Johnston, Harriet Lane

Niece of bachelor James Buchanan and his 1857-61 White House hostess, Baltimore & Washington philanthropist

Price: $225.00

Description:
(1830-1903) Niece of lifelong bachelor President James Buchanan, acted as First Lady of the US 1857-61, one of the few women to hold that position while not being married to the President. Her family was from Franklin County, Penna. She lost her mother at 9; when her father died 2 years later making her an orphan, she requested that her favorite uncle, James Buchanan, be appointed her legal guardian. Buchanan, a bachelor Democratic Pennsylvania US Senator, indulged his niece and her sister, enrolling them in boarding schools in Charles Town, Virginia and the Georgetown section of Washington, D.C., and introduced her to fashionable circles as he had promised. In 1854 she joined him in London, where he was Minister to the Court of St. James's. Queen Victoria gave her the rank of ambassador's wife. The capital welcomed its new "Democratic Queen" to the White House in 1857. She was a popular hostess during Buchanan’s presidency. Women copied her hair and clothing styles (especially when she lowered the neckline on her inaugural gown by 2.5 inches), parents named their daughters for her, and a popular song ("Listen to the Mockingbird") was dedicated to her. She used her position to promote social causes, such as improving living conditions of Native Americans in reservations. She also invited artists and musicians to White House functions. The presidential yacht was named for her, the first of several ships to be named for her, one still in service today. As sectional tensions increased, she worked out seating arrangements for her weekly formal dinner parties with special care to give dignitaries their proper precedence and still keep political foes apart. Buchanan retired from office and returned with his niece to his home, Wheatland, near Lancaster, Pennsylvania. She waited until she was almost 36 to marry, and chose, with her uncle's approval, Henry Elliott Johnston, a Baltimore banker. Within the next 18 years she lost her uncle, both her young sons, and her husband. Thereafter she lived in Washington. She had acquired a sizable art collection, largely of European works, which she bequeathed to the government. Accepted after her death in 1903, it inspired an official of the Smithsonian Institution to call her "First Lady of the National Collection of Fine Arts". In addition, she dedicated a generous sum to endow a home for invalid children at the Johns Hopkins Hospital in Baltimore. It became a renowned pediatric facility; the Harriet Lane Outpatient Clinics serve thousands of children today, and the widely used manual for pediatric house officers, The Harriet Lane Handbook, bears her name. She added a codicil to her will in 1899 directing that a school building be constructed on the grounds of the Washington National Cathedral property and asked that it be called the Lane-Johnston Building. A 1903 codicil increased her gift by one third but said that only half the total was to be spent on the building. The remainder was "specially to provide for the free maintenance, education and training of choirboys, primarily those in service of the Cathedral." This bequest founded the prestigious boys' school today called St. Albans School, which opened in October 1909. The US Coast Guard has had 3 cutters named in her honor; the 3rd, the USCGC Harriet Lane (WMEC-903), commissioned in May 1984, is still in active service. Frameable autograph sentiment signed (“Believe me-/Yours very sincerely/ Harriet Lane Johnston”) on undated 3 ˝ x 4 ˝ black-bordered (mourning) card with black-bordered envelope addressed by her to a Chester County, Penna. physician, stamped and postmarked Washington DC, March 21 1889.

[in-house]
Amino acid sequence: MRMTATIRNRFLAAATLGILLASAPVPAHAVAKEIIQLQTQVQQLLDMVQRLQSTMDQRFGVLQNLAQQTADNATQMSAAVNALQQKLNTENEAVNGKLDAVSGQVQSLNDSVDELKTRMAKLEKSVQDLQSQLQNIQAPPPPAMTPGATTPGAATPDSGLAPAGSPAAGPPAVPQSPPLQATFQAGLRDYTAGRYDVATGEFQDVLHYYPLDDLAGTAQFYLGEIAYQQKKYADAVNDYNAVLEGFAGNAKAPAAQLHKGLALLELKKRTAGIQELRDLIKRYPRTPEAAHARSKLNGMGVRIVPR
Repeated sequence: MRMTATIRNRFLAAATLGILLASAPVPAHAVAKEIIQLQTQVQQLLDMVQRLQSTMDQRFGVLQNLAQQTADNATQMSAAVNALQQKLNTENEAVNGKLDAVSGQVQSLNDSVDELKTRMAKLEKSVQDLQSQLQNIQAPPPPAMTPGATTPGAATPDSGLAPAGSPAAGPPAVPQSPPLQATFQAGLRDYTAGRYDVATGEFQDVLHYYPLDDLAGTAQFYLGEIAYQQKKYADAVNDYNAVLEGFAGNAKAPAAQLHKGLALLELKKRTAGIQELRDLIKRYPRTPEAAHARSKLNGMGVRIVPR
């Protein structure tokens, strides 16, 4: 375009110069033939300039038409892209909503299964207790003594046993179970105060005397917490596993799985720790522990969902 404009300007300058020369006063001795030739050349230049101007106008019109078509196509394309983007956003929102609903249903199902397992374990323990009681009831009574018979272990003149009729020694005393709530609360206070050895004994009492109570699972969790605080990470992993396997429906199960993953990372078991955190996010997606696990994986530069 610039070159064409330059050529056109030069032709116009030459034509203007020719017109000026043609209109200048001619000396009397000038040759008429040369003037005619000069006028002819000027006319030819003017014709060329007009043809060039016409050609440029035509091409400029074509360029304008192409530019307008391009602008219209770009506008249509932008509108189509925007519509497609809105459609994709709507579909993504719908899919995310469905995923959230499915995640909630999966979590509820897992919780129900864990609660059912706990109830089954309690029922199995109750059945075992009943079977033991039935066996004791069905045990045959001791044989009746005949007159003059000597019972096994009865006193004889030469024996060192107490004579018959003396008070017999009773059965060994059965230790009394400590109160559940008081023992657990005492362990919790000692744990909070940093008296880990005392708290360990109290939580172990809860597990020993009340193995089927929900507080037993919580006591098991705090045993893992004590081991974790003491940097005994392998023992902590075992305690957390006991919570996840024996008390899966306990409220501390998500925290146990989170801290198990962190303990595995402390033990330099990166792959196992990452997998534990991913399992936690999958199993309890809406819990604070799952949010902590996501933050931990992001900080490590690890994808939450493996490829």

Condition: Very good
Type:Autograph Sentiment Signed






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